When he met then-15-year-old Maggie McDavid, who now performs as MAAGS, it was supposed to be for a single song, one that he wrote. They ended up writing 15 more songs together.

“Within a few weeks of working with her, I fell in love with her voice and songwriting,” says Tyler. “She’s one of the most talented people I’ve ever met. She’s so young, but she’s an old soul. I didn’t want to stop working with her.

“I became close with her family and I’m now managing her. She’s moving to L.A. and we’re taking a lot of those songs we wrote together for a four-song EP release in the fall.”

Tyler produced that EP, titled “If California Calls You Home.” It will add to two already-released independent singles, “Born to Shine” and “Love Someone,” which Tyler co-produced with David Marinelli. They were released on July 13 with a message of love as an antidote to violence.

The radio-friendly pop is bright and inspiring, but listeners will enjoy another side of MAAGS when the more acoustic, reflective “Like A Feather” launches the EP.

Tyler’s desire to work with many artists in multiple genres inspired him to create the Angel’s Collective, an umbrella under which he assembled producers, booking agents, bloggers, musicians, photographers and visual artists who wanted to help each other reach their industry goals with whatever strengths they possessed. Now, he’s brought the collective to Los Angeles, and with the help of business partner Eric McDermott, it will continue as a cooperative and as an independent music label, with goals to expand it to other creative pursuits.

“We don’t want to limit ourselves to one genre or area of creativity,” says Tyler. “We’re starting with the music, but we want to release quality art that is inspiring. We want to grow something beautiful that’s not based on ego. We want to stay true to each other and have an equal distribution of talent and skill sharing.”

Between leaving Austin and moving to L.A. on New Year’s Eve of 2018, Tyler spent months at his family’s cabin in Munds Park with only his instruments and recording equipment to keep him company. It was an incredibly creative time and the songs he wrote and recorded are the seeds of his upcoming album, “3 Gallons.” It’s an exercise in patience, but he’s learned to trust the process.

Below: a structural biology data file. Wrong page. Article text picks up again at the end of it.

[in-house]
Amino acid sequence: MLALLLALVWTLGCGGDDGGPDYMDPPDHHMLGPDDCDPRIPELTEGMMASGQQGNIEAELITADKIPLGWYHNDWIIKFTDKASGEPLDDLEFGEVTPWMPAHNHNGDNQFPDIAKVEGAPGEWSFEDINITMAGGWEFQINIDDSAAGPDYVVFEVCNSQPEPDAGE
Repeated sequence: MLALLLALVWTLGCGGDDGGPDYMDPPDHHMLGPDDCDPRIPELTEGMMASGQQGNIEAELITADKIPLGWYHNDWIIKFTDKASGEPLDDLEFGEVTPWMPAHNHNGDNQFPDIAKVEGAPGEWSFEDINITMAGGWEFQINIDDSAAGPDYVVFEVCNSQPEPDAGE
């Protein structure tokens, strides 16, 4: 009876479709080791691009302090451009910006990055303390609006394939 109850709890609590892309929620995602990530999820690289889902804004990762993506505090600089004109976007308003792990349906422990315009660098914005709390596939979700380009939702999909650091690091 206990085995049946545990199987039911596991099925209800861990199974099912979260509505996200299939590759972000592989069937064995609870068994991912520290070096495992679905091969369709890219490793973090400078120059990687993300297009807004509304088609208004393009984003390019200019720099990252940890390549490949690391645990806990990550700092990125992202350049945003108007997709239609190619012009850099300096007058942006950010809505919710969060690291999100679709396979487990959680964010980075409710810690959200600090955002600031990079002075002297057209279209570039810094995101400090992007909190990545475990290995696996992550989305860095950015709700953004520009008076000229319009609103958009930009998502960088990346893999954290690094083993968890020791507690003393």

“I’ve never worked so hard in my life because I want it to be perfect,” says Tyler. “I love performing live and for a long time it was hard to accept that this was going to be a long process. I’ve realized, though, that I have to appreciate the process, no matter how long it takes, because it will be worth it.”

After the release of “Beautiful Animal” in October, he will continue with to release tracks successively in November and December, with the full seven-song EP coming out January 2019.

One of the things that will shine through for listeners is the value Tyler places on the old way of recording albums. He loves the sound of instruments performing live together on a “real-sounding” album that can easily translate to being performed live on stage.

“With all the technology at my fingertips, I’ve found that what I really want is stripped down authenticity,” says Tyler. “I’m really excited. A lot of these songs are near and dear to me. It’s like my life’s message and the way it’s recorded feels like my own. I know it will translate well to live performances.”